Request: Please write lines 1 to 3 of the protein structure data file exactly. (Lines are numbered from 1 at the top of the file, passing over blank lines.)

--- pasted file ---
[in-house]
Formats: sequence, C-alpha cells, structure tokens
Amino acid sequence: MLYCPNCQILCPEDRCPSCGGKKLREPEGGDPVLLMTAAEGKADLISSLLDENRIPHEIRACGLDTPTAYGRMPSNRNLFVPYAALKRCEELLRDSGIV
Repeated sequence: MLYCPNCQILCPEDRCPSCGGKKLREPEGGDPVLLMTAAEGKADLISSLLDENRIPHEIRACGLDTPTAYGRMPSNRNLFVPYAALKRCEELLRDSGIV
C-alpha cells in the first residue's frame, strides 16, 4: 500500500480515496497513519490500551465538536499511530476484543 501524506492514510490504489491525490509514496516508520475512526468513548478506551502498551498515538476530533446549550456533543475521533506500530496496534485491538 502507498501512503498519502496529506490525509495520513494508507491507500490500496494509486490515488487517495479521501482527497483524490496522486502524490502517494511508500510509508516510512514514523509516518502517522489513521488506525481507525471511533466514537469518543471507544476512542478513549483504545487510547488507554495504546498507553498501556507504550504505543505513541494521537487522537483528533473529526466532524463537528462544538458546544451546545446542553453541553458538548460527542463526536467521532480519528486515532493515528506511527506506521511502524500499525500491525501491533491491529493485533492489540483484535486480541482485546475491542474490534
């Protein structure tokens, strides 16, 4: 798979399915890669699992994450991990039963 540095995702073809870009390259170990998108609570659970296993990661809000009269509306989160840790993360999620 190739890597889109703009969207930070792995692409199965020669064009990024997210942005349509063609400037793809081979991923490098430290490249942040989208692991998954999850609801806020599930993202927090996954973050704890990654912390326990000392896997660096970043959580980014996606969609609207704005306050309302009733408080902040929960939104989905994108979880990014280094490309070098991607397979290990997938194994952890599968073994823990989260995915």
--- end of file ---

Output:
[in-house]
Formats: sequence, C-alpha cells, structure tokens
Amino acid sequence: MLYCPNCQILCPEDRCPSCGGKKLREPEGGDPVLLMTAAEGKADLISSLLDENRIPHEIRACGLDTPTAYGRMPSNRNLFVPYAALKRCEELLRDSGIV